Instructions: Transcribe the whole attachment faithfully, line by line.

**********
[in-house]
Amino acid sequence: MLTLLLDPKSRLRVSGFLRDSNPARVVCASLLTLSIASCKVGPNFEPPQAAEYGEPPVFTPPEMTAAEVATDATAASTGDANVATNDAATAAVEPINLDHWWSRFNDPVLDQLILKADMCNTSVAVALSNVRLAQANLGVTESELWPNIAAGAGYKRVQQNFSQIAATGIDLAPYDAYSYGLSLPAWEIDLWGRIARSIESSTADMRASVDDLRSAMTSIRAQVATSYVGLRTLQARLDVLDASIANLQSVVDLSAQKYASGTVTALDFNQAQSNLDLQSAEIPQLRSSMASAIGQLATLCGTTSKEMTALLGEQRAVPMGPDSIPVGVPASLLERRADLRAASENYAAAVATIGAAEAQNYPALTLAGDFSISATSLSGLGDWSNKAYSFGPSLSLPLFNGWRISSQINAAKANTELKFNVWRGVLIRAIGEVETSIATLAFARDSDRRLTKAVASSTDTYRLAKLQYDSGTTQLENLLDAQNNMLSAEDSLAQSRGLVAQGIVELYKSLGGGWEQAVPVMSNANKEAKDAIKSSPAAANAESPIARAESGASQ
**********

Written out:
[in-house]
Amino acid sequence: MLTLLLDPKSRLRVSGFLRDSNPARVVCASLLTLSIASCKVGPNFEPPQAAEYGEPPVFTPPEMTAAEVATDATAASTGDANVATNDAATAAVEPINLDHWWSRFNDPVLDQLILKADMCNTSVAVALSNVRLAQANLGVTESELWPNIAAGAGYKRVQQNFSQIAATGIDLAPYDAYSYGLSLPAWEIDLWGRIARSIESSTADMRASVDDLRSAMTSIRAQVATSYVGLRTLQARLDVLDASIANLQSVVDLSAQKYASGTVTALDFNQAQSNLDLQSAEIPQLRSSMASAIGQLATLCGTTSKEMTALLGEQRAVPMGPDSIPVGVPASLLERRADLRAASENYAAAVATIGAAEAQNYPALTLAGDFSISATSLSGLGDWSNKAYSFGPSLSLPLFNGWRISSQINAAKANTELKFNVWRGVLIRAIGEVETSIATLAFARDSDRRLTKAVASSTDTYRLAKLQYDSGTTQLENLLDAQNNMLSAEDSLAQSRGLVAQGIVELYKSLGGGWEQAVPVMSNANKEAKDAIKSSPAAANAESPIARAESGASQ